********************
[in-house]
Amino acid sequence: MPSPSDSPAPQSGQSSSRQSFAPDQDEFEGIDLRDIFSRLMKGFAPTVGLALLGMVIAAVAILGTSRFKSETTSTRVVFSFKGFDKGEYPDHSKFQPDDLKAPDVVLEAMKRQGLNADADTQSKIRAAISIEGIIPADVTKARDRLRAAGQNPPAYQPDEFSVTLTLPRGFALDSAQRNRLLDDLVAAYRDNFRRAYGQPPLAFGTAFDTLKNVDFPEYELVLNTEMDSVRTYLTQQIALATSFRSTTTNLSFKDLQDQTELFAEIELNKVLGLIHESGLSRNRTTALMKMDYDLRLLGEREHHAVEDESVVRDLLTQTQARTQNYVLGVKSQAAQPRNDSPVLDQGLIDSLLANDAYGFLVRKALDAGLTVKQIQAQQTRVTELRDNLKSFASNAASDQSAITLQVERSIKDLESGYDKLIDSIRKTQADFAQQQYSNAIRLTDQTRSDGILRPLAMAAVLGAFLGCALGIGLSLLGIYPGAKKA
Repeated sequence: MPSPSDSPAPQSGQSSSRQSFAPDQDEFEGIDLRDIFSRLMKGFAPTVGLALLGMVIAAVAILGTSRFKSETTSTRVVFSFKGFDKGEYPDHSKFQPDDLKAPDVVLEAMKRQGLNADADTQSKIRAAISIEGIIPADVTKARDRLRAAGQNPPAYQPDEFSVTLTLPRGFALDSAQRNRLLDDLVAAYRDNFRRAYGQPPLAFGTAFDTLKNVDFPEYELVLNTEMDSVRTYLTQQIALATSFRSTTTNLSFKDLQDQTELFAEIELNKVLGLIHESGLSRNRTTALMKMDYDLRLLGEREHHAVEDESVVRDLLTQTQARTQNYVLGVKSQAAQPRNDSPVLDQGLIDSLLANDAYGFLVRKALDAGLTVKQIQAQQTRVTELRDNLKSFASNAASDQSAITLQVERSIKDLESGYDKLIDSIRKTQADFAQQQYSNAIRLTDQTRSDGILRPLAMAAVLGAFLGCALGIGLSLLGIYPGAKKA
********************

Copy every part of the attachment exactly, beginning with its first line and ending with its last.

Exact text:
[in-house]
Amino acid sequence: MPSPSDSPAPQSGQSSSRQSFAPDQDEFEGIDLRDIFSRLMKGFAPTVGLALLGMVIAAVAILGTSRFKSETTSTRVVFSFKGFDKGEYPDHSKFQPDDLKAPDVVLEAMKRQGLNADADTQSKIRAAISIEGIIPADVTKARDRLRAAGQNPPAYQPDEFSVTLTLPRGFALDSAQRNRLLDDLVAAYRDNFRRAYGQPPLAFGTAFDTLKNVDFPEYELVLNTEMDSVRTYLTQQIALATSFRSTTTNLSFKDLQDQTELFAEIELNKVLGLIHESGLSRNRTTALMKMDYDLRLLGEREHHAVEDESVVRDLLTQTQARTQNYVLGVKSQAAQPRNDSPVLDQGLIDSLLANDAYGFLVRKALDAGLTVKQIQAQQTRVTELRDNLKSFASNAASDQSAITLQVERSIKDLESGYDKLIDSIRKTQADFAQQQYSNAIRLTDQTRSDGILRPLAMAAVLGAFLGCALGIGLSLLGIYPGAKKA
Repeated sequence: MPSPSDSPAPQSGQSSSRQSFAPDQDEFEGIDLRDIFSRLMKGFAPTVGLALLGMVIAAVAILGTSRFKSETTSTRVVFSFKGFDKGEYPDHSKFQPDDLKAPDVVLEAMKRQGLNADADTQSKIRAAISIEGIIPADVTKARDRLRAAGQNPPAYQPDEFSVTLTLPRGFALDSAQRNRLLDDLVAAYRDNFRRAYGQPPLAFGTAFDTLKNVDFPEYELVLNTEMDSVRTYLTQQIALATSFRSTTTNLSFKDLQDQTELFAEIELNKVLGLIHESGLSRNRTTALMKMDYDLRLLGEREHHAVEDESVVRDLLTQTQARTQNYVLGVKSQAAQPRNDSPVLDQGLIDSLLANDAYGFLVRKALDAGLTVKQIQAQQTRVTELRDNLKSFASNAASDQSAITLQVERSIKDLESGYDKLIDSIRKTQADFAQQQYSNAIRLTDQTRSDGILRPLAMAAVLGAFLGCALGIGLSLLGIYPGAKKA